One of the bills, AB 36, was pulled by State Senator Richard Bloom (D-Santa Monica) after it did not garner enough support. The bill would have made changes to the Costa Hawkins Act of 1995, which restricted rent control. The bill is expected to be reintroduced next year. However, the other two bills, AB 1481 and AB 1482, are still being considered by the legislature.
AB 1481, dubbed “Just Cause Eviction,” would require a landlord to have a “just cause,” such as not paying rent, or using the property for illegal activity, in order to evict a tenant.
The other bill, AB 1482, introduced by David Chiu (D-San Francisco), would prohibit the owner of a residential property from increasing rent on a property to an amount greater than than the consumer price index, plus 5 percent.
“We know that many tenants are one rent increase away from not being able to afford food, healthcare, or even becoming homeless,” Chiu said, according to the Los Angeles Times.
While San Francisco Mayoral candidate Ellen Lee Zhou agrees that California faces major housing challenges, she believes the bills don’t address the true causes.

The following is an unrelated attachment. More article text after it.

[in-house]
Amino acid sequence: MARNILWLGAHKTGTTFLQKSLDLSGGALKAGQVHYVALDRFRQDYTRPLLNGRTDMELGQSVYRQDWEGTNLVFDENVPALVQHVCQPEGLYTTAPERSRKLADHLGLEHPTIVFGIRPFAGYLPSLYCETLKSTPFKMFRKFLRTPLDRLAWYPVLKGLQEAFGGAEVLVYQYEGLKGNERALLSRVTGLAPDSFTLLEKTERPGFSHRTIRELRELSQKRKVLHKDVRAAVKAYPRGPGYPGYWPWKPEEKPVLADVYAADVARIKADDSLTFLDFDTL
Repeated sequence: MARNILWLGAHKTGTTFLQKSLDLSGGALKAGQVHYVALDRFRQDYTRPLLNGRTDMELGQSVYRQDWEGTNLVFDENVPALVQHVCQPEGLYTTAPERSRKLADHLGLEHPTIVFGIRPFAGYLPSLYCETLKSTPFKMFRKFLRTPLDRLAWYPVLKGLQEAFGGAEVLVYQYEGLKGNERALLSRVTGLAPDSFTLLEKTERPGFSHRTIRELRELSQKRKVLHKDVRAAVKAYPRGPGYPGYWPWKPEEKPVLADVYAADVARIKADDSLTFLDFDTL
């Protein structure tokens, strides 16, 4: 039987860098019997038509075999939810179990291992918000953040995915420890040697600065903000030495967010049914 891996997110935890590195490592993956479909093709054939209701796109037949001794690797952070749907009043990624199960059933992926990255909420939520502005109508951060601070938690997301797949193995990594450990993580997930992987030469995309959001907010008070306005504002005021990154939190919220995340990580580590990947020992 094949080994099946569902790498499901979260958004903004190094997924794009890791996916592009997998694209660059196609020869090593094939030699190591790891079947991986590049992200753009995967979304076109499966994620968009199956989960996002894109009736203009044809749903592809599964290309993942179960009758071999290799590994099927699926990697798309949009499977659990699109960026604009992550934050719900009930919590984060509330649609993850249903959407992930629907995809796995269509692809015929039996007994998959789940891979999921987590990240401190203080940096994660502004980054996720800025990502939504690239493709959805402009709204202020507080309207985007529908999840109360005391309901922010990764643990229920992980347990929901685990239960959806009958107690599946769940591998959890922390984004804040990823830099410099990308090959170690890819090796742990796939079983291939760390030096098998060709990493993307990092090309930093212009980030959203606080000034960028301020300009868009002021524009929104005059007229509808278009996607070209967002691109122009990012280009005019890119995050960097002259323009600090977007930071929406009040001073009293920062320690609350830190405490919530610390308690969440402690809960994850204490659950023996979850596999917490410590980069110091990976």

“Temporarily, for a few months, a year, these bills might be able to help some tenants, but not in the long run,” she said.
The big problems that affect housing in California are illegal immigration and over-regulation, according to Zhou.
“In an average year, California pays $28 billion to help [illegal immigrants]. We can use that money to build housing.’’
“We have 3 million illegal immigrants here, and we have a 3.5 million housing unit shortages, so you can calculate it. If we take care of Californians first, then we won’t have these problems. Teachers could have housing, and the people who obey the laws could enjoy a higher quality of life,” Zhou said.
Zhou also said excessive regulations are stifling housing growth.
“The government should leave the people alone, the bigger the government, the more intervention, the worse things get.”
Citing the high numbers of homelessness in San Francisco, Zhou goes on to explain that 75% of the housing in the city is already rent controlled, questioning the efficacy of such measures.
She also believes that excessive regulations stifle investment in housing, eventually exacerbating the problem they were intended to alleviate.
“The people who have invested in housing are not able to get their investment back right now,” she said. “These bills will create more people with investments in the housing market whose returns will be minimized because of rent control, because of these unjust, unfair, and unconstitutional laws. A rental agreement is contract between the tenants and the landlords, and the government has corrupted it.”
Zhou finished with a call for people to come out and vote.
“The most important thing is for people who are small property owners to wake up,” she said. “We need to pay attention to how we can revive California and San Francisco by standing up to politicians.”